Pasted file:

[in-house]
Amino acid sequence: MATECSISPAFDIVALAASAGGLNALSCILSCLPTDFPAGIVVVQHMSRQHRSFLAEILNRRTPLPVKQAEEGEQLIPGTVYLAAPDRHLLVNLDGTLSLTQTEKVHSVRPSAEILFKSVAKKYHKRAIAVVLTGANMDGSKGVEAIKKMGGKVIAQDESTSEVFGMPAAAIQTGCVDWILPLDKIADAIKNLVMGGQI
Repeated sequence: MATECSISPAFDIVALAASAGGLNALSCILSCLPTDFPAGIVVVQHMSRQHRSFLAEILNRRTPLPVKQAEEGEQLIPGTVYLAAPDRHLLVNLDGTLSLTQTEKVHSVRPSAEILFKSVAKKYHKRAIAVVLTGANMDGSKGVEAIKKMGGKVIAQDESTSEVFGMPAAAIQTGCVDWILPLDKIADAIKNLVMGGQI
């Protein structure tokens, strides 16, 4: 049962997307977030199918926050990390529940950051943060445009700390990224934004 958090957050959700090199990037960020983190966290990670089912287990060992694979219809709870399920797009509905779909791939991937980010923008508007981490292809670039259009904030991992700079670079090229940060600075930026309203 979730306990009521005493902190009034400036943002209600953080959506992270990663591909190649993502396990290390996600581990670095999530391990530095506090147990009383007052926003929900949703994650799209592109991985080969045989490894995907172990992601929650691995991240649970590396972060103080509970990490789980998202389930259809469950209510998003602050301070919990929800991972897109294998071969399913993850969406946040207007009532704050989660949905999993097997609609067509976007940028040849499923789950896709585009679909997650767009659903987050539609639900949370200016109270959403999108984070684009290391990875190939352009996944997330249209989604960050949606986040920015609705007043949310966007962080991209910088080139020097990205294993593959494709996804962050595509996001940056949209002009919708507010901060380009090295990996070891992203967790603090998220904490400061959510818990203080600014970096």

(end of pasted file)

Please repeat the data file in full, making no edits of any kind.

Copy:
[in-house]
Amino acid sequence: MATECSISPAFDIVALAASAGGLNALSCILSCLPTDFPAGIVVVQHMSRQHRSFLAEILNRRTPLPVKQAEEGEQLIPGTVYLAAPDRHLLVNLDGTLSLTQTEKVHSVRPSAEILFKSVAKKYHKRAIAVVLTGANMDGSKGVEAIKKMGGKVIAQDESTSEVFGMPAAAIQTGCVDWILPLDKIADAIKNLVMGGQI
Repeated sequence: MATECSISPAFDIVALAASAGGLNALSCILSCLPTDFPAGIVVVQHMSRQHRSFLAEILNRRTPLPVKQAEEGEQLIPGTVYLAAPDRHLLVNLDGTLSLTQTEKVHSVRPSAEILFKSVAKKYHKRAIAVVLTGANMDGSKGVEAIKKMGGKVIAQDESTSEVFGMPAAAIQTGCVDWILPLDKIADAIKNLVMGGQI
């Protein structure tokens, strides 16, 4: 049962997307977030199918926050990390529940950051943060445009700390990224934004 958090957050959700090199990037960020983190966290990670089912287990060992694979219809709870399920797009509905779909791939991937980010923008508007981490292809670039259009904030991992700079670079090229940060600075930026309203 979730306990009521005493902190009034400036943002209600953080959506992270990663591909190649993502396990290390996600581990670095999530391990530095506090147990009383007052926003929900949703994650799209592109991985080969045989490894995907172990992601929650691995991240649970590396972060103080509970990490789980998202389930259809469950209510998003602050301070919990929800991972897109294998071969399913993850969406946040207007009532704050989660949905999993097997609609067509976007940028040849499923789950896709585009679909997650767009659903987050539609639900949370200016109270959403999108984070684009290391990875190939352009996944997330249209989604960050949606986040920015609705007043949310966007962080991209910088080139020097990205294993593959494709996804962050595509996001940056949209002009919708507010901060380009090295990996070891992203967790603090998220904490400061959510818990203080600014970096």